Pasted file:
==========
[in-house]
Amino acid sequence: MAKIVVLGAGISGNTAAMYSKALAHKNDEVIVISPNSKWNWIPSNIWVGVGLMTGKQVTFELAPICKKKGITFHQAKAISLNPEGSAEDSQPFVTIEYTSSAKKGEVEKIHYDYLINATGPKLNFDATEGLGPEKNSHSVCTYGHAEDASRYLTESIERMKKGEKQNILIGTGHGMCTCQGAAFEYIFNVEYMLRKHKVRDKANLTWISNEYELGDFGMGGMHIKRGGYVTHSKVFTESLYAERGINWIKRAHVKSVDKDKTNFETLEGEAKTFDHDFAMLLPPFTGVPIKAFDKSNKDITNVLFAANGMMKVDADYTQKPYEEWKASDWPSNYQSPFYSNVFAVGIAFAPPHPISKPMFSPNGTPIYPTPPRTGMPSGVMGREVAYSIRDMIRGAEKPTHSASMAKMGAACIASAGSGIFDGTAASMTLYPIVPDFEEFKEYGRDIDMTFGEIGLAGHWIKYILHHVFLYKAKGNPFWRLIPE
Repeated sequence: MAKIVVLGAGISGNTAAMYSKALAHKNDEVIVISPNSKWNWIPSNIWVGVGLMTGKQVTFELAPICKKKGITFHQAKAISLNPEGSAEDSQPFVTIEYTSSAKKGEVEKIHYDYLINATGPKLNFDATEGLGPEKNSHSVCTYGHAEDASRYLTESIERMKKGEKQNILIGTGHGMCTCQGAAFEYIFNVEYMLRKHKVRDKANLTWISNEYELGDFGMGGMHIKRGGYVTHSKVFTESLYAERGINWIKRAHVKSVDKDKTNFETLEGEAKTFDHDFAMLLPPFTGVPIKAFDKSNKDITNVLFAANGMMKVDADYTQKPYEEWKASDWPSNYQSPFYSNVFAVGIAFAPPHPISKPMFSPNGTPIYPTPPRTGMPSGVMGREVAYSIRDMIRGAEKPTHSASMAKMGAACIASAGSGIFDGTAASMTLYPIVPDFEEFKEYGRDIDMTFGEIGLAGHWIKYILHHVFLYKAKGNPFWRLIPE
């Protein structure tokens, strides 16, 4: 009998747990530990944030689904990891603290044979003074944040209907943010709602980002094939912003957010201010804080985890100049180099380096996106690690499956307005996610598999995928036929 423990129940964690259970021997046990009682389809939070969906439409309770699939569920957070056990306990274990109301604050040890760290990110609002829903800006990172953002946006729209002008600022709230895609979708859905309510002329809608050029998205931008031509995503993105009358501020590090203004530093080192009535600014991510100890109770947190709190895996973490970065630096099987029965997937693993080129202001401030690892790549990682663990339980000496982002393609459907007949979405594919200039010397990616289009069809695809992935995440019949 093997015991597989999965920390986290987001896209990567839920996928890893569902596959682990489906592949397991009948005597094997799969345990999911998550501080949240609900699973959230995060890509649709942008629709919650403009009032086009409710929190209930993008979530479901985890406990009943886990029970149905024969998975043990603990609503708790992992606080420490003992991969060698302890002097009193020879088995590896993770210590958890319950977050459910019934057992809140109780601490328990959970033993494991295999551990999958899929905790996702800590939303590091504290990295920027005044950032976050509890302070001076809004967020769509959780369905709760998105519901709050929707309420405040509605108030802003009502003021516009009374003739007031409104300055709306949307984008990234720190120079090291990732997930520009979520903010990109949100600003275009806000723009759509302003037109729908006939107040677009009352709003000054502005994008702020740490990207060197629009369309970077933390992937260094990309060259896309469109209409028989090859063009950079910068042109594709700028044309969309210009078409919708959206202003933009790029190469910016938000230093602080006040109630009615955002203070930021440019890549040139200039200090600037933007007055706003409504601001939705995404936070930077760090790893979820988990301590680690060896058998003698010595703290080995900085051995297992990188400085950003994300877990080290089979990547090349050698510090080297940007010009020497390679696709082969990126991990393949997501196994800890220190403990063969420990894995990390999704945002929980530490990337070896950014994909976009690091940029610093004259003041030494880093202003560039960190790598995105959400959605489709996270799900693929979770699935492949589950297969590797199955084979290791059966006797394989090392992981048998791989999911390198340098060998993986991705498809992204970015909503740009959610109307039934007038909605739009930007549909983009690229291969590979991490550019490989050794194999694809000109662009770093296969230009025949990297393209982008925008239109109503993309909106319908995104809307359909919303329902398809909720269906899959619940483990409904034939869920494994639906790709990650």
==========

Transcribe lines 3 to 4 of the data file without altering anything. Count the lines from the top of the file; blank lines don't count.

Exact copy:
Repeated sequence: MAKIVVLGAGISGNTAAMYSKALAHKNDEVIVISPNSKWNWIPSNIWVGVGLMTGKQVTFELAPICKKKGITFHQAKAISLNPEGSAEDSQPFVTIEYTSSAKKGEVEKIHYDYLINATGPKLNFDATEGLGPEKNSHSVCTYGHAEDASRYLTESIERMKKGEKQNILIGTGHGMCTCQGAAFEYIFNVEYMLRKHKVRDKANLTWISNEYELGDFGMGGMHIKRGGYVTHSKVFTESLYAERGINWIKRAHVKSVDKDKTNFETLEGEAKTFDHDFAMLLPPFTGVPIKAFDKSNKDITNVLFAANGMMKVDADYTQKPYEEWKASDWPSNYQSPFYSNVFAVGIAFAPPHPISKPMFSPNGTPIYPTPPRTGMPSGVMGREVAYSIRDMIRGAEKPTHSASMAKMGAACIASAGSGIFDGTAASMTLYPIVPDFEEFKEYGRDIDMTFGEIGLAGHWIKYILHHVFLYKAKGNPFWRLIPE
């Protein structure tokens, strides 16, 4: 009998747990530990944030689904990891603290044979003074944040209907943010709602980002094939912003957010201010804080985890100049180099380096996106690690499956307005996610598999995928036929 423990129940964690259970021997046990009682389809939070969906439409309770699939569920957070056990306990274990109301604050040890760290990110609002829903800006990172953002946006729209002008600022709230895609979708859905309510002329809608050029998205931008031509995503993105009358501020590090203004530093080192009535600014991510100890109770947190709190895996973490970065630096099987029965997937693993080129202001401030690892790549990682663990339980000496982002393609459907007949979405594919200039010397990616289009069809695809992935995440019949 093997015991597989999965920390986290987001896209990567839920996928890893569902596959682990489906592949397991009948005597094997799969345990999911998550501080949240609900699973959230995060890509649709942008629709919650403009009032086009409710929190209930993008979530479901985890406990009943886990029970149905024969998975043990603990609503708790992992606080420490003992991969060698302890002097009193020879088995590896993770210590958890319950977050459910019934057992809140109780601490328990959970033993494991295999551990999958899929905790996702800590939303590091504290990295920027005044950032976050509890302070001076809004967020769509959780369905709760998105519901709050929707309420405040509605108030802003009502003021516009009374003739007031409104300055709306949307984008990234720190120079090291990732997930520009979520903010990109949100600003275009806000723009759509302003037109729908006939107040677009009352709003000054502005994008702020740490990207060197629009369309970077933390992937260094990309060259896309469109209409028989090859063009950079910068042109594709700028044309969309210009078409919708959206202003933009790029190469910016938000230093602080006040109630009615955002203070930021440019890549040139200039200090600037933007007055706003409504601001939705995404936070930077760090790893979820988990301590680690060896058998003698010595703290080995900085051995297992990188400085950003994300877990080290089979990547090349050698510090080297940007010009020497390679696709082969990126991990393949997501196994800890220190403990063969420990894995990390999704945002929980530490990337070896950014994909976009690091940029610093004259003041030494880093202003560039960190790598995105959400959605489709996270799900693929979770699935492949589950297969590797199955084979290791059966006797394989090392992981048998791989999911390198340098060998993986991705498809992204970015909503740009959610109307039934007038909605739009930007549909983009690229291969590979991490550019490989050794194999694809000109662009770093296969230009025949990297393209982008925008239109109503993309909106319908995104809307359909919303329902398809909720269906899959619940483990409904034939869920494994639906790709990650």